Another week, another new Audi. Two new Audis, in fact. The German car maker has announced a couple more additions to its Q line up of SUVs. The Q4 is a coupe-SUV hybrid that will go up against the BMW X4 and Mercedes GLC Coupe. As its name suggests, it’ll be positioned between the compact Q3 and bigger Q5. At the other end of the scale is the Q8, which will go head to head against the Range Rover. It’s lower and sleeker than the Q7 Audi is also producing. In concept form, it sat only four people, although it seems likely the production version will be a five seater. There’s a 630 litre boot as well. Eagle eyed Audi followers will notice the only SUV slots left to fill are the Q1 and Q6. Watch this space...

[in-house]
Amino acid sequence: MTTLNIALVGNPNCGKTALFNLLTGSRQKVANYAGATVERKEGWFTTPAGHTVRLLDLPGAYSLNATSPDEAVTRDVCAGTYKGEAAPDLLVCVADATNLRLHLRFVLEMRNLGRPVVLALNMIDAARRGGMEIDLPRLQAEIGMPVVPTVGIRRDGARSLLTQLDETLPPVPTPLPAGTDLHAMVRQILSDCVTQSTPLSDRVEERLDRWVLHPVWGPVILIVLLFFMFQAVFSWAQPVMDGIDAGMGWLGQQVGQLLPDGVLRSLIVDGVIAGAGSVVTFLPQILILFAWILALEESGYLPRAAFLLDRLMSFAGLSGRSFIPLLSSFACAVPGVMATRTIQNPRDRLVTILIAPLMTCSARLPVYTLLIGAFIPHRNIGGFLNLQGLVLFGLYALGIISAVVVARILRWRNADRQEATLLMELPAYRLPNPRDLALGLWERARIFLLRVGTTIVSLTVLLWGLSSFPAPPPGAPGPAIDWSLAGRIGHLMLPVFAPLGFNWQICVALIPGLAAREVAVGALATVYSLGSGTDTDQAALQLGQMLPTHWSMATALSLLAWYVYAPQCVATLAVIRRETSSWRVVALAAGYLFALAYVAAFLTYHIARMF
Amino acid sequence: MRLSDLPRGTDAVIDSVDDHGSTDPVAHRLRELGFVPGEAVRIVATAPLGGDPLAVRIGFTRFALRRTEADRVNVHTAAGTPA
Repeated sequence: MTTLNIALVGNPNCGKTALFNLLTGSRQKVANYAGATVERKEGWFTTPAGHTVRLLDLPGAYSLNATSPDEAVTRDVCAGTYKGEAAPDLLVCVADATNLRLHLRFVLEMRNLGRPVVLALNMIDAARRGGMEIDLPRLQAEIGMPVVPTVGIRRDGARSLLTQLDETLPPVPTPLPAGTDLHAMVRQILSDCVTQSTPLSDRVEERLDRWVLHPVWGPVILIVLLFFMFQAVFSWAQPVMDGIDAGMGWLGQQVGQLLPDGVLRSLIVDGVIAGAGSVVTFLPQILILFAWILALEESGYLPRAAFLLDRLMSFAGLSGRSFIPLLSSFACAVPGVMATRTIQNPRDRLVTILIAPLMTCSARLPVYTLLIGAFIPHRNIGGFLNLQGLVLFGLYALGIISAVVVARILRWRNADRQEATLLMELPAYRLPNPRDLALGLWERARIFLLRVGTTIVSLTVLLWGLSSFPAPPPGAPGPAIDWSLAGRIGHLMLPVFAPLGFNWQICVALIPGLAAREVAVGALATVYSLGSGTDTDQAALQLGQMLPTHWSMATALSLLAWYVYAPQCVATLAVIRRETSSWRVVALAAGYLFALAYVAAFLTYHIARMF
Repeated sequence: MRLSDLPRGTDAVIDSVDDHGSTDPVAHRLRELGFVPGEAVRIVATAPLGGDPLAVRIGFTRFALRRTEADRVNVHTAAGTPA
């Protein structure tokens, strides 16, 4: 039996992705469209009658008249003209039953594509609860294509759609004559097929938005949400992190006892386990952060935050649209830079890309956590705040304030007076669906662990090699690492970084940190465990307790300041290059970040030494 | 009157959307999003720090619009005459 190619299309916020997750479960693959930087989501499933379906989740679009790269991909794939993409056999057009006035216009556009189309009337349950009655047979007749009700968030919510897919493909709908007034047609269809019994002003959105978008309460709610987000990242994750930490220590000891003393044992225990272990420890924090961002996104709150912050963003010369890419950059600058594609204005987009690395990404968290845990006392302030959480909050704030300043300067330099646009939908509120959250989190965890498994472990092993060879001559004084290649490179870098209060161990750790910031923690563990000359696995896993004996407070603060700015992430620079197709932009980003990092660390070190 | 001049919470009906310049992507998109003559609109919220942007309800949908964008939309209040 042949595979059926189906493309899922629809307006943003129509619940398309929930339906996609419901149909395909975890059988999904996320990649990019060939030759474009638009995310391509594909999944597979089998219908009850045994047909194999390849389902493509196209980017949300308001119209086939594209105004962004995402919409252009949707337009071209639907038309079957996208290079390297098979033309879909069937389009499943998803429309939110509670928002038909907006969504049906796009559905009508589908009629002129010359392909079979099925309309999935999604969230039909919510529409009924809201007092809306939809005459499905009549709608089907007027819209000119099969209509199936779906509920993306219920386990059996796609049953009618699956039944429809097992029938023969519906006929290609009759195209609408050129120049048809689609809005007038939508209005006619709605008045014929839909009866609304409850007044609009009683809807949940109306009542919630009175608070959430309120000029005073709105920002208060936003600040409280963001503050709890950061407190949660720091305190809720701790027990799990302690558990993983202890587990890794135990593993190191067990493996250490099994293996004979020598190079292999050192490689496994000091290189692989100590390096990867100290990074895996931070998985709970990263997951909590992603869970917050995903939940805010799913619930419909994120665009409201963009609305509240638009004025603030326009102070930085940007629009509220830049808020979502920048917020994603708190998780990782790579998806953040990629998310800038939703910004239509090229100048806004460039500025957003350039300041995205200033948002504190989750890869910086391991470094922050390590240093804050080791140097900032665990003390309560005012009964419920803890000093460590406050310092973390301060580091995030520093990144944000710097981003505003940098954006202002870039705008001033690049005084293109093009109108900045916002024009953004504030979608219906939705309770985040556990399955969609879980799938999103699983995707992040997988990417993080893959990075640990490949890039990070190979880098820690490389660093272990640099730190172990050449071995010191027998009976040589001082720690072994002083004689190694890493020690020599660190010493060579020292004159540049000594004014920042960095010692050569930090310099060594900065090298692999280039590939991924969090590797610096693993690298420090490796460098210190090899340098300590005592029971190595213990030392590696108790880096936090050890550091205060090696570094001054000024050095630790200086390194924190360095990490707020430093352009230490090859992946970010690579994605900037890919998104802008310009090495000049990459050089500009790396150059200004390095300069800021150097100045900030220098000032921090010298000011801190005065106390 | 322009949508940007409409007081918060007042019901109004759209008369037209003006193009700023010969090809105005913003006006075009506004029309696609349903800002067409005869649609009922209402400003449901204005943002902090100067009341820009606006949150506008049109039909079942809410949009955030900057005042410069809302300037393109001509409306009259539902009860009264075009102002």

More than 60 youngsters will become part of a Dunfermline church's history having signed their names on some of its slates. The slates are being used as part of a £327,000 repair scheme being undertaken at the Gillespie Memorial Church. The youngsters, from Wellwood Primary School and Gillespie Youth Church, have been keeping an eye on the repairs to the town centre building. Their involvement will be recorded for posterity on the nave roof. The listed church is half way through a project that includes roof repairs, new lead gutters and flashings, new cast iron gutters and downpipes, and stone repairs and re-pointing. Its roof is being repaired with second-hand Scottish slates to match the existing materials. The congregation moved to Queen Anne High School in the town for some services while additional structural works are carried out, and the project is supported by a £160,000 grant from the Dunfermline Conservation Area Regeneration Scheme (CARS). David MacGregor, chairman of the church's trustees, said, "We are fund-raising to match the money granted by CARS. "One of the ways we are doing this is by the children and young people sponsoring a slate for the church roof." "The congregation are very excited by the progress so far and are looking forward to returning to Gillespie after our relocated Sunday mornings to Queen Anne High School."